Part 4. Hanyangling Mausoleum
Han Yangling Mausoleum is the most explored mausoleum in Shaanxi province. It consisted of the two big pyramids and two little and a great many tombs of the nobles and officials. The Han Yangling Mausoleum was established in 1999 and opened in 2006.
I visited mausoleum several times during my trip to Xi’an in November 2008. There is a great scientific background which works at the museum that is located in the area of mausoleum. Many scientists, archaeologists, historians and cultural specialists work there. Assistant-director of Han Yangling professor Cao Fazhan invited me to see all archaeological locations after which we had some interesting conversations about the pyramids of the Western Han Dynasty.
In this report I describe the official scientific opinion about Han Yangling. From my part I would just like to say that the pyramids of Han Yangling, like all pyramids of Shaanxi, have never been excavated or researched. Only the area around the pyramids has been detailed, excavated and explored.
Official’s statements based on:
- archaeological findings (archaeological pits around pyramids)
- historical records
- excavation of a tomb of the Emperor of Ming Dynasty near Beijing.
Han Yangling Mausoleum is a large burial complex of the Jing Di emperor named Liu Qi (188 BC – 141 BC), he was the fourth emperor in the Western Han Dynasty and his official wife – Empress Wang.
The project began in 152 BC and was completed after 28 years in 126 BC. The mausoleum is located in the northwest of Xi’an. The whole complex was based on a plateau surrounded by the Jing river running to the North and Wei River to the South.
The burial mounds which have the classical form of truncated pyramids stand close to each other in the tomb area. The Emperor’s pyramid is in the west with 31 m (101.71 feet) high while the Empress’s pyramid is in the east with 25.5 m (83.66 feet) high.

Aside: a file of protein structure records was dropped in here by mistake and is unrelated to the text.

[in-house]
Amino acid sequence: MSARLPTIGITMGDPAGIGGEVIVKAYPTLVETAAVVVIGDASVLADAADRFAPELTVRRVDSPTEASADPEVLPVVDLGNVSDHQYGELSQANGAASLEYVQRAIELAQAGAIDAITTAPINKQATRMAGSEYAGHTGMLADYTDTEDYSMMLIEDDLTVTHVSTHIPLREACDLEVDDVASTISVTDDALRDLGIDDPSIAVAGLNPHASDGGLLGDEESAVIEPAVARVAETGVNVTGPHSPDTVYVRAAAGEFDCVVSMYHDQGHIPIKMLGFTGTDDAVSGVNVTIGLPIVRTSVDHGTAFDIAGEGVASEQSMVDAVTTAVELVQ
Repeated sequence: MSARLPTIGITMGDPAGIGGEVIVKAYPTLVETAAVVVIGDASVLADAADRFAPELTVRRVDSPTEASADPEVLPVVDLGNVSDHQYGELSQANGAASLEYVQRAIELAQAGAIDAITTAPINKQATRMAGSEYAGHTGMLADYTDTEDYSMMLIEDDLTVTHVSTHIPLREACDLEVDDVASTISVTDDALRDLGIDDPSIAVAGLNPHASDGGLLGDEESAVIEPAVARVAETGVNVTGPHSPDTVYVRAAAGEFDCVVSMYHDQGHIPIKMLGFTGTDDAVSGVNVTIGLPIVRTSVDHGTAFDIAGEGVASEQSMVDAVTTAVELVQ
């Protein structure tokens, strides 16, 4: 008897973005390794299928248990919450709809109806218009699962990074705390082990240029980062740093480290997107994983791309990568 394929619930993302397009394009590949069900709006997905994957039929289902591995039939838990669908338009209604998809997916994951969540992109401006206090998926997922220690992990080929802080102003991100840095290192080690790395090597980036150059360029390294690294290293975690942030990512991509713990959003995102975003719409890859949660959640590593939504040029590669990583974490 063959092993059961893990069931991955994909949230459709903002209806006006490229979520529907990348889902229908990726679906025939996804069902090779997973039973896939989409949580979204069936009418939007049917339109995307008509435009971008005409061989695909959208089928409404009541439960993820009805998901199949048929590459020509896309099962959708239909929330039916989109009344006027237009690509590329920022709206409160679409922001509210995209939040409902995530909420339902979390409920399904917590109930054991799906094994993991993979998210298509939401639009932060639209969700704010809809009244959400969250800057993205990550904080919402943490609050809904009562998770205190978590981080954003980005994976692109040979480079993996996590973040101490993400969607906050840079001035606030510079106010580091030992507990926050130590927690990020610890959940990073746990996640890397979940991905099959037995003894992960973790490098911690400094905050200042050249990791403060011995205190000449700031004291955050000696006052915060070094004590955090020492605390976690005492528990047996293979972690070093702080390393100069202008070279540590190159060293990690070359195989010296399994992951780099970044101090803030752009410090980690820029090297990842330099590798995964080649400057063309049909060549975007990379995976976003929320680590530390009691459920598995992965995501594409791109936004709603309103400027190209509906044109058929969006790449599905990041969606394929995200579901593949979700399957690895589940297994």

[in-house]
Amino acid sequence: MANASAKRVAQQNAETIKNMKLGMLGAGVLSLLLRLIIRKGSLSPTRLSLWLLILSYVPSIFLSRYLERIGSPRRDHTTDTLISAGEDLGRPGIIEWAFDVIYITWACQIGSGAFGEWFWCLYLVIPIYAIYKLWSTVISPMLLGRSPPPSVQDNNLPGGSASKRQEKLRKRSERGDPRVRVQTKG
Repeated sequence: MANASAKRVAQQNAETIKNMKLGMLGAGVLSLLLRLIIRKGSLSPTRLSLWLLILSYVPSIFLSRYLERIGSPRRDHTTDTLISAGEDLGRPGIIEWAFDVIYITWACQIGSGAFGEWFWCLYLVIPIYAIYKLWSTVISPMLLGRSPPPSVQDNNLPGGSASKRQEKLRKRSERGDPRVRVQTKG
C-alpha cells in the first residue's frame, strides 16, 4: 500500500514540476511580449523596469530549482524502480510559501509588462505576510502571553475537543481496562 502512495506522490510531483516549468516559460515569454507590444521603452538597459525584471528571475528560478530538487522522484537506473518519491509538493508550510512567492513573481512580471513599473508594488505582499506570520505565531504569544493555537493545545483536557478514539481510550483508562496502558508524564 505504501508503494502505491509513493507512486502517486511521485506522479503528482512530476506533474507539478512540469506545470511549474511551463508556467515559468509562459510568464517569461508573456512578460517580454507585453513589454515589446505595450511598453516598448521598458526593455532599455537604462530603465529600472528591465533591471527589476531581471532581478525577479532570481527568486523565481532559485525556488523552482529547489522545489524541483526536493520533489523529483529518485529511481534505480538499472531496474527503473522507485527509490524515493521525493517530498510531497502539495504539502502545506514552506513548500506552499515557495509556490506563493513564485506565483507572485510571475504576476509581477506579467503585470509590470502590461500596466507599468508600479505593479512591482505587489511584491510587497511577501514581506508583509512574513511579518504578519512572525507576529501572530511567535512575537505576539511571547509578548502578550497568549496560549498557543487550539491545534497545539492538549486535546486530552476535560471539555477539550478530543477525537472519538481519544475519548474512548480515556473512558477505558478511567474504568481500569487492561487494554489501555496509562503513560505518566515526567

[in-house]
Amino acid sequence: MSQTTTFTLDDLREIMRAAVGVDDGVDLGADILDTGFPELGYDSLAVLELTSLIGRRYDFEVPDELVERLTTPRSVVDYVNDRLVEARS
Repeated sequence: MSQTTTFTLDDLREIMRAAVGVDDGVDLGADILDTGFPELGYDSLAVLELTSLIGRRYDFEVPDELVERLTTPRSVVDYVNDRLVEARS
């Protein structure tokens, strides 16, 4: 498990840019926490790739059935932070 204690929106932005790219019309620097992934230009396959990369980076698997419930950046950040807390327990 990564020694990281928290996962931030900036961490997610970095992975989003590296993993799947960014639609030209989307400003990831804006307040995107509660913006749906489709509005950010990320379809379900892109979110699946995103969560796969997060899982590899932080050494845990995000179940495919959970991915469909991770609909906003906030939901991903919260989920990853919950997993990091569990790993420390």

Archaeologists found 81 burial pits radiating from the pyramid of the Emperor and 28 pits near the Empress’s tomb. There is a huge underground complex of 11 excavated burial pits located near the Emperor’s pyramid. Large numbers of relics were found there such as weapons, pottery animals and eunuchs, chariots and horses, pottery figures and many others interesting artefacts, vividly reproducing the imperial couture of the Western Han Dynasty.
Burial pits of the pyramid of the Emperor. (first photo is a scheme). All pits are protected by high quality Slovenian glasses
Pottery figures of the warriors, eunuchs ranging from 56 to 62 cm (1.83 – 2.03 feet) in height but the figures of pottery women ranged from 30 to 53-55 cm (0.9 – 1.8 feet) high on average.
There are many painted pottery of animals such as oxen, horses, chickens, piglets, sheep, dogs, fish. Animals were buried in two levels because they are very small no more than 50 cm. For example: one ox was 39 cm high, 71 cm long and 24.2 cm wide across its back.
The pyramid of the Emperor was surrounded by a wall with four gates oriented to the Earth’s cardinal points. The East Gate was the main. There were two towers on every gate for controlling and defending the surrounding territory. Today the wall has almost been totally destroyed by time and people; we just can see only the eastern gate which was reconstructed three years ago.
Two little pyramids of Emperor's concubinesThe Han Yangling Mausoleum is a colossal structure and a sacred place in central China but Han Yangling is only a little part of the great valley of pyramids.